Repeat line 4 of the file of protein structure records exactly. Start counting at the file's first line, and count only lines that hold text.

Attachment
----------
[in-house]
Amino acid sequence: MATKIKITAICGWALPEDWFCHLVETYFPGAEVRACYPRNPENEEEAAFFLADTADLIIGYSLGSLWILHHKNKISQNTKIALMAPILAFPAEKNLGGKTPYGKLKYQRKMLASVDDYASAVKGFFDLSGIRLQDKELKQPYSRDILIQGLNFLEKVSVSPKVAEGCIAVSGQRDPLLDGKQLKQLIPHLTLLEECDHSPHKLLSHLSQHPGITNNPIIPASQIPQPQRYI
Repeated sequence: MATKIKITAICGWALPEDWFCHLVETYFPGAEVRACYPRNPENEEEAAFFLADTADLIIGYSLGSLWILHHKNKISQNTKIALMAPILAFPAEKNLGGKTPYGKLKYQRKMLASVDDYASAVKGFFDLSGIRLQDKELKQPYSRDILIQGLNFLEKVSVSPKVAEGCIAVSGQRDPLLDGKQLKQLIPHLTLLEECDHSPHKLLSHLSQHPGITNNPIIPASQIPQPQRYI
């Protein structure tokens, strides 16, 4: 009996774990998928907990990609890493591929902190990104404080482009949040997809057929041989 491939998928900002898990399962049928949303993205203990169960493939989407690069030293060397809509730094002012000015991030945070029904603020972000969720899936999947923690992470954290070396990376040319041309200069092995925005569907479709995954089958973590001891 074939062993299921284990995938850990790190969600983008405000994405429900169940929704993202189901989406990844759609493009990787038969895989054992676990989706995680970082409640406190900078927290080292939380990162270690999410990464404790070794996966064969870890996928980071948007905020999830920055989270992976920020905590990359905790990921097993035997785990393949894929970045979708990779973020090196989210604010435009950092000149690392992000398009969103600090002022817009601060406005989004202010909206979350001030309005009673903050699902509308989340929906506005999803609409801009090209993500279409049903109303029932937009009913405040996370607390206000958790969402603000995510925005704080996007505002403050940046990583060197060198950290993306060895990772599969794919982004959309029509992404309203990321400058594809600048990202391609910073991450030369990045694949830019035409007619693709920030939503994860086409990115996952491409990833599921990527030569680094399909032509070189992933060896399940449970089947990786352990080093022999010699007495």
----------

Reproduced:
């Protein structure tokens, strides 16, 4: 009996774990998928907990990609890493591929902190990104404080482009949040997809057929041989 491939998928900002898990399962049928949303993205203990169960493939989407690069030293060397809509730094002012000015991030945070029904603020972000969720899936999947923690992470954290070396990376040319041309200069092995925005569907479709995954089958973590001891 074939062993299921284990995938850990790190969600983008405000994405429900169940929704993202189901989406990844759609493009990787038969895989054992676990989706995680970082409640406190900078927290080292939380990162270690999410990464404790070794996966064969870890996928980071948007905020999830920055989270992976920020905590990359905790990921097993035997785990393949894929970045979708990779973020090196989210604010435009950092000149690392992000398009969103600090002022817009601060406005989004202010909206979350001030309005009673903050699902509308989340929906506005999803609409801009090209993500279409049903109303029932937009009913405040996370607390206000958790969402603000995510925005704080996007505002403050940046990583060197060198950290993306060895990772599969794919982004959309029509992404309203990321400058594809600048990202391609910073991450030369990045694949830019035409007619693709920030939503994860086409990115996952491409990833599921990527030569680094399909032509070189992933060896399940449970089947990786352990080093022999010699007495």